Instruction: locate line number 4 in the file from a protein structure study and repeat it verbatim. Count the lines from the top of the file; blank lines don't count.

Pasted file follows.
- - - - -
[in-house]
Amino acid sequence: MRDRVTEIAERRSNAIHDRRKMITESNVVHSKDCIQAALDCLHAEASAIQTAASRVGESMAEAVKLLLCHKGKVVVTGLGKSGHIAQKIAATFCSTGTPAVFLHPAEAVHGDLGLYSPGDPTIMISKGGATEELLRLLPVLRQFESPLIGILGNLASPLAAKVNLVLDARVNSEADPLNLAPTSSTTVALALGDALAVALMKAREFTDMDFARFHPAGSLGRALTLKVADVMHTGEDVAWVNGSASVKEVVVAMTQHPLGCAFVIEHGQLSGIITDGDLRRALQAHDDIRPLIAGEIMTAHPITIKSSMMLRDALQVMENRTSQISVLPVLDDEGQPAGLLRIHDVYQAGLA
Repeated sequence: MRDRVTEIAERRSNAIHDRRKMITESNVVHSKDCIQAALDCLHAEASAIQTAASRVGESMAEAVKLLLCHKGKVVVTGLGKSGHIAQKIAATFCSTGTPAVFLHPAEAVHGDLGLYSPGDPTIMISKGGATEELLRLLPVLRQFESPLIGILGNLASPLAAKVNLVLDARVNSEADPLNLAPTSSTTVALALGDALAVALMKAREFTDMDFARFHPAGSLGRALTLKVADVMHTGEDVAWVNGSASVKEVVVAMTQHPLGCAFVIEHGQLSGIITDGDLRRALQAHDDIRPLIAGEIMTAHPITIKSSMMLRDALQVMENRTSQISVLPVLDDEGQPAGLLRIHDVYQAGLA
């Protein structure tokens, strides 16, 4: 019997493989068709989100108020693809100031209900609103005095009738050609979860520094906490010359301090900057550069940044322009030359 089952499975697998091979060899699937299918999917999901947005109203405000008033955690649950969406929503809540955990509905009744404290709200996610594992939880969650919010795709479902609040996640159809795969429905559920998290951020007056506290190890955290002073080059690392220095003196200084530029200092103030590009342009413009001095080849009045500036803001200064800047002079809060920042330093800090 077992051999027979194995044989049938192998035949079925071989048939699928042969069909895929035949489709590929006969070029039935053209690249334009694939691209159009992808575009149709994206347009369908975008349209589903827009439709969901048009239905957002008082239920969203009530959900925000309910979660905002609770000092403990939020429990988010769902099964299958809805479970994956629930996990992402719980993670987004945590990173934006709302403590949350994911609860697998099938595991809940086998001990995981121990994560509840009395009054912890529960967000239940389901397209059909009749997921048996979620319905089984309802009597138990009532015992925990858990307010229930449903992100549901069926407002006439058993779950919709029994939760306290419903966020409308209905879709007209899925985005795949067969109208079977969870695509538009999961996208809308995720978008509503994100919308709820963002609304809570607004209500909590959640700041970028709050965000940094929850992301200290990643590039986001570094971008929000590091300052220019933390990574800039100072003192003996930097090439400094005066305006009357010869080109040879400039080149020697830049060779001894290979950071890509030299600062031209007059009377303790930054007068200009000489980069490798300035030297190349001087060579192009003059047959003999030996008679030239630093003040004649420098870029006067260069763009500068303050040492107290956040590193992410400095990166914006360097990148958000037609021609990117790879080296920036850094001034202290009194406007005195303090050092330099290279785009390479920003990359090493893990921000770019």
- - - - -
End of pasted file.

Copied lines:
């Protein structure tokens, strides 16, 4: 019997493989068709989100108020693809100031209900609103005095009738050609979860520094906490010359301090900057550069940044322009030359 089952499975697998091979060899699937299918999917999901947005109203405000008033955690649950969406929503809540955990509905009744404290709200996610594992939880969650919010795709479902609040996640159809795969429905559920998290951020007056506290190890955290002073080059690392220095003196200084530029200092103030590009342009413009001095080849009045500036803001200064800047002079809060920042330093800090 077992051999027979194995044989049938192998035949079925071989048939699928042969069909895929035949489709590929006969070029039935053209690249334009694939691209159009992808575009149709994206347009369908975008349209589903827009439709969901048009239905957002008082239920969203009530959900925000309910979660905002609770000092403990939020429990988010769902099964299958809805479970994956629930996990992402719980993670987004945590990173934006709302403590949350994911609860697998099938595991809940086998001990995981121990994560509840009395009054912890529960967000239940389901397209059909009749997921048996979620319905089984309802009597138990009532015992925990858990307010229930449903992100549901069926407002006439058993779950919709029994939760306290419903966020409308209905879709007209899925985005795949067969109208079977969870695509538009999961996208809308995720978008509503994100919308709820963002609304809570607004209500909590959640700041970028709050965000940094929850992301200290990643590039986001570094971008929000590091300052220019933390990574800039100072003192003996930097090439400094005066305006009357010869080109040879400039080149020697830049060779001894290979950071890509030299600062031209007059009377303790930054007068200009000489980069490798300035030297190349001087060579192009003059047959003999030996008679030239630093003040004649420098870029006067260069763009500068303050040492107290956040590193992410400095990166914006360097990148958000037609021609990117790879080296920036850094001034202290009194406007005195303090050092330099290279785009390479920003990359090493893990921000770019």